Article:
Sermon: Blessed

October 29, 2017: All Saints Sunday
Matthew 5:1-12

I’ve had a set of teary moments this week. The first came on Tuesday, when Momi gave me a couple of envelopes which people had left to sponsor me in the Walk a Mile in Her Shoes fundraiser (see news coverage here). I was so moved by the generosity.

And the envelopes, with their checks or cash donations, kept coming. Each one brought another tear to my eyes. So yesterday I went out to walk, wearing a pair of bright yellow strap-backed shoes with block heels, incredibly moved by the generosity of this church.

Friends, we got a trophy. We brought in the largest dollar amount for an individual walker.

So I’m tearing up again right now.

Blessed are those who make their pastor cry. For the right reasons, anyway.

Jesus didn’t include that one among his beatitudes, but I think he might approve.

But let’s think some about what it means to be “blessed,” here at the beginning of Jesus’ Sermon on the Mount. Because some of these blessings seem very strange.

More than one person at our Bible Studies this week noticed that the very first one is rather odd. “Blessed are the poor in spirit.” Doesn’t that mean that they’re weak in faith? Why would Jesus, who encouraged a strong faith, want to praise those whose faith was poor?

But is blessing the same as praise?

We tend to speak as if it is. “I am blessed,” we say, when something good has happened to us. We get a new job, and “I am blessed. We make a new relationship, or have a new baby, or the grandchildren come to visit, and “I am blessed.” We look up into the clear blue sky and sigh with wonder and say, “I am blessed.”

And we are. In that moment, in that sentence, we truly appreciate the wonders of God.

Jesus, however, had something a little different in mind. Blessing, here, refers to the active intervention of God because of the situation the people are in. When your spirit is filled, God is there, for certain – but God does not have to do anything to fill it up. You are already filled.

When your spirit is empty, when you are in the depths of sorrow, when your humility comes from others’ disregard, when you look for fair treatment and it doesn’t come to you: that is when God comes to comfort you. To strengthen you. To promise you a better future. To bless you.

Lance Pape writes, “Jesus is not insisting that we become people who starve to see justice done (v. 6) – I suppose you either do or you don’t. What he is saying is that such people are blessed of God. God looks upon such people with favor. God’s eye is on them; they will be happy in the end. This, says Jesus, is the way things are.”

With these beatitudes, Jesus rejected a common idea of his time (and ours), that God’s favor can be discerned in worldly success. Those with wealth, power, and high regard might be particularly blessed – but not necessarily. The people God cares for the most are the people most in need of God’s care.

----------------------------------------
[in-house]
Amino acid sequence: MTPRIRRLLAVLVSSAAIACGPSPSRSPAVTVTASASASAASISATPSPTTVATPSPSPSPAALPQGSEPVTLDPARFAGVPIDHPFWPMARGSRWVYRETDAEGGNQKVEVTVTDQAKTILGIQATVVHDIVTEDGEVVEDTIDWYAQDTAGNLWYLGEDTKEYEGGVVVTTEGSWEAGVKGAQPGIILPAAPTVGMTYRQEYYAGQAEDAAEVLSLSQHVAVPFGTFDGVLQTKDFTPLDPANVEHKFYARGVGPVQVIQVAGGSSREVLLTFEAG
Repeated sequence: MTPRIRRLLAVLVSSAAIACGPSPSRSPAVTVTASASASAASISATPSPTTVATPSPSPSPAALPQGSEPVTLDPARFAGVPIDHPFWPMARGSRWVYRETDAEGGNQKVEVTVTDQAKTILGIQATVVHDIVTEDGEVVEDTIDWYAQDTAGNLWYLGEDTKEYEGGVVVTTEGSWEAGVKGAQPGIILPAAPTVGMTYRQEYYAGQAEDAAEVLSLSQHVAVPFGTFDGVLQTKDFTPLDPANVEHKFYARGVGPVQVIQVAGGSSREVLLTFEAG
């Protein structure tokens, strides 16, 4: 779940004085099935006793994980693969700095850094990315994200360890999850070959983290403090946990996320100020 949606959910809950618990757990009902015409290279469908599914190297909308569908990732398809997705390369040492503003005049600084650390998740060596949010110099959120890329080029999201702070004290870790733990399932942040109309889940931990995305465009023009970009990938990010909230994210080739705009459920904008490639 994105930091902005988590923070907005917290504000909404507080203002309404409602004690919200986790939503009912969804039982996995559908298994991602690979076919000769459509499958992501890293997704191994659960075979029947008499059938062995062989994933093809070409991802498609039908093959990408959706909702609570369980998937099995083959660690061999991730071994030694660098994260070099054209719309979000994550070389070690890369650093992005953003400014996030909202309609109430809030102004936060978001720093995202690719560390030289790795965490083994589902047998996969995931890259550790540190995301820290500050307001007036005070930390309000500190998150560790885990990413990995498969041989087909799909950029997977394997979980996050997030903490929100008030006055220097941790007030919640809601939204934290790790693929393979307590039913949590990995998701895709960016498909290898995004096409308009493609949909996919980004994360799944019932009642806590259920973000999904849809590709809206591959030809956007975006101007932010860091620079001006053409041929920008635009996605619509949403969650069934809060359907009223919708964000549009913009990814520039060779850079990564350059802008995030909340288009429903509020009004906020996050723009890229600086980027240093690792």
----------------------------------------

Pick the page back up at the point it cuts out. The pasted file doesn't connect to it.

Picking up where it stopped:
The people God cares for the most are the people most in need of God’s care.

The beatitudes do not give us a blueprint for how to live as blessed people. While some do offer some guidance for our lives and behavior as Christians – humility, mercy, purity of heart, and peacemaking are certainly virtues to strive for – mostly, these are descriptive. They come to us as comfort. These virtues came with small rewards in Jesus’ day, and it’s not much different in ours. Acclaim goes to the proud. Mercy comes from the merciful, but there’s no assurance they’ll receive it back. The pure in heart may be scorned. The peacemakers are derided, and the warmongers praised.

Jesus says that God is with you, and will be with you, and God’s purpose is to reverse the world.

Further, says Jesus, the blessings of God are with you at your worst, in your deepest need. When your soul is depressed, when your sadness overwhelms, when you can’t get a break, when your faith or fairness or generosity are met with hatred, then God is with you.

And God will reverse the world.

Today we remember those who lived the best they knew, who loved the best they could, and who know now the fullness of the blessings of God, how the world is truly reversed. In our sorrow, know that God is comforting and blessing us. And in our sorrow, know that God’s love is so great as to receive all into the realm of heaven.


Listen to the Recorded Sermon

The recorded sermon will vary to some degree from the prepared text. 

Photo credit: The prize for most donations through an individual participating in the YWCA’s Walk a Mile in Her Shoes event. Photo by Eric Anderson.

Categories Sermons | Tags: , , , | Posted on October 29, 2017

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